Afghans Prepare for First Soccer Match in Taliban's Stadium of Horrors

A Kabul soccer stadium that became famous after the Taliban began using it for public executions and amputations was being spiffed up Thursday for its first big game since the Islamic militia fell from power.

Workers were putting a fresh coat of paint on goal posts that were used not long ago as gallows. But on Friday, the stadium will hold 30,000 spectators who are coming to watch Kabul's top players face off against a team of peacekeepers. The game is already sold out, and Interim Prime Minister Hamid Karzai is expected to open the match.

"The fact that there is now a football game in a place where there were once executions is proof that the Taliban reign of terror is finally over," said Lt. Col. Dietmar Jeserich of the German peacekeeping force. "It's a good idea to have this game now and show people that these times are over."

The stadium fell into miserable shape under the Taliban, who discouraged sports and began holding executions and amputations there as well as sporting events.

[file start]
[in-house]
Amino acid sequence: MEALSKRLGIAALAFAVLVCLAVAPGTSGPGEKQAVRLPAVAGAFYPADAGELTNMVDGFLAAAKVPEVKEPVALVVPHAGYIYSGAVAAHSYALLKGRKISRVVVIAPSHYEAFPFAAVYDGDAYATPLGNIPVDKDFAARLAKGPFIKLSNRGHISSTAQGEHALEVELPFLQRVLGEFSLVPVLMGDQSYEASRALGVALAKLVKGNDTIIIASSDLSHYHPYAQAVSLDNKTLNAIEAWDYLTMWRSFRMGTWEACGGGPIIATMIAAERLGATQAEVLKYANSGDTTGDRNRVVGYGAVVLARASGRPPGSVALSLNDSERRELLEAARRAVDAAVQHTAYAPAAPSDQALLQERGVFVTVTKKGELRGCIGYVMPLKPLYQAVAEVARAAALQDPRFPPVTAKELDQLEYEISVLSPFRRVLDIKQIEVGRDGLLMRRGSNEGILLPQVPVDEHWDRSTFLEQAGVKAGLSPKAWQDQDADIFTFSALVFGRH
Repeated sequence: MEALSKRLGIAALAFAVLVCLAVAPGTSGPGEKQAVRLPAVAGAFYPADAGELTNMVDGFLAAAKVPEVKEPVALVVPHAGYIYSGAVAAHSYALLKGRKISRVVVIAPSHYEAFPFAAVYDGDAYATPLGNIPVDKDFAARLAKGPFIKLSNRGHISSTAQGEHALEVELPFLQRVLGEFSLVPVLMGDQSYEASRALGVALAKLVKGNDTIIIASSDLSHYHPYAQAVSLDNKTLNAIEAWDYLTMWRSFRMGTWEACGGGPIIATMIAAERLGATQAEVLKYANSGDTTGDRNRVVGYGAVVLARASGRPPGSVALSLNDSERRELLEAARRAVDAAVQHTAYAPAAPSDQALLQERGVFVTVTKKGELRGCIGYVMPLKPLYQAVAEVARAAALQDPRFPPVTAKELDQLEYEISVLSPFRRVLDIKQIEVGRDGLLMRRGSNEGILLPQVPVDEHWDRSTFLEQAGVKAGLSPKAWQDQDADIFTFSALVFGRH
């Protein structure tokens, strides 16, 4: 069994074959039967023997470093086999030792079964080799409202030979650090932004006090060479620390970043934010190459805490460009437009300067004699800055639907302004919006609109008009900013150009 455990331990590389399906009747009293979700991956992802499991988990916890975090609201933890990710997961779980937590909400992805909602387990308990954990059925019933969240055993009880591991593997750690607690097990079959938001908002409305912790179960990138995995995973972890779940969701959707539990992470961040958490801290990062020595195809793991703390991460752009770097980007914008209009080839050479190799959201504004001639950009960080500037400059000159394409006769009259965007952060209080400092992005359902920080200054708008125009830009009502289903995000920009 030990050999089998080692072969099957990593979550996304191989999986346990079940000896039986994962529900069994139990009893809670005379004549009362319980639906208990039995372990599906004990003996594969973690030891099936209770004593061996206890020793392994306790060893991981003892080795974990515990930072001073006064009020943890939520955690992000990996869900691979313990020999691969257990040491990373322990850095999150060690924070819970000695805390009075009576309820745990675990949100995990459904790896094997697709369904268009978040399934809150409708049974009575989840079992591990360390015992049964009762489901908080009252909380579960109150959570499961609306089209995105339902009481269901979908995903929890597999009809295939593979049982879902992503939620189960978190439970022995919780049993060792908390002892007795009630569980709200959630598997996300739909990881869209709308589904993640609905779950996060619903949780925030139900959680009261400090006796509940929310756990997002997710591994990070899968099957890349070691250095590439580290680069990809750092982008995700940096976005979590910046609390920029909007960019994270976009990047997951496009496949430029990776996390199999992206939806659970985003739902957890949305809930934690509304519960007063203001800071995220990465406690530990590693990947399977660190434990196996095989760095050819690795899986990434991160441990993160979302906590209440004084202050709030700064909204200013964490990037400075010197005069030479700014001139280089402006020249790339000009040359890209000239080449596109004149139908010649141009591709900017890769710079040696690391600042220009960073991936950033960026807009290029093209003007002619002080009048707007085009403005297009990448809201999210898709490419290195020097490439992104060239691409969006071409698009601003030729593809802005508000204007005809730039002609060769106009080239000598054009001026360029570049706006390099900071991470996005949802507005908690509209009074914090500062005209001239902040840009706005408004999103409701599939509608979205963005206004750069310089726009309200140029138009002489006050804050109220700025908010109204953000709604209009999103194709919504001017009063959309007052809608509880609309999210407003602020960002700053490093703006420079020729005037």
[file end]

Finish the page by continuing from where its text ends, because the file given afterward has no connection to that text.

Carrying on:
Afghanistan was suspended from the International Olympic Committee in 1999 in part because the Taliban prohibited women from competing in sports. The Taliban, who discouraged sports, severed ties with FIFA, international soccer's governing body.

During the Taliban's rule, athletes were forced to wear beards and pants that reached down below their knees. They were also forbidden to train after 4 p.m., which was prayer time.

"Now we are free players," said Sharif, an Afghan defender who, like many Afghans, uses one name. "I am very happy and I will enjoy this a lot."

The game was organized by the British Ministry of Defense with the backing of the English Football Association and the Premier League. About half of the 3,200-member international force in Kabul is British.

Most of the players on the international side are British, but Italian, Danish, French, German, Dutch, Norwegian and Spanish peacekeepers will also participate.

"They do not speak English but football is a common language and we got along well," said Lawrie McMenemy, who once managed a team in Southampton, Britain, and is now coaching the Afghan team.

English soccer giants Manchester United and Liverpool have donated the match ball used in one of their Premier League matches. The ball will be signed by players from both teams, including stars David Beckham of Manchester United and Michael Owen of Liverpool.

The Taliban hosted public executions on Fridays at the stadium and also amputated the hands of criminals there, often displaying the severed limbs to the crowd. Last year, two suspected bombers were hanged from the goal posts.

At the stadium Thursday, workers were painting the goal posts and putting fresh boundary lines on a grass field that was mostly brown due to a severe drought.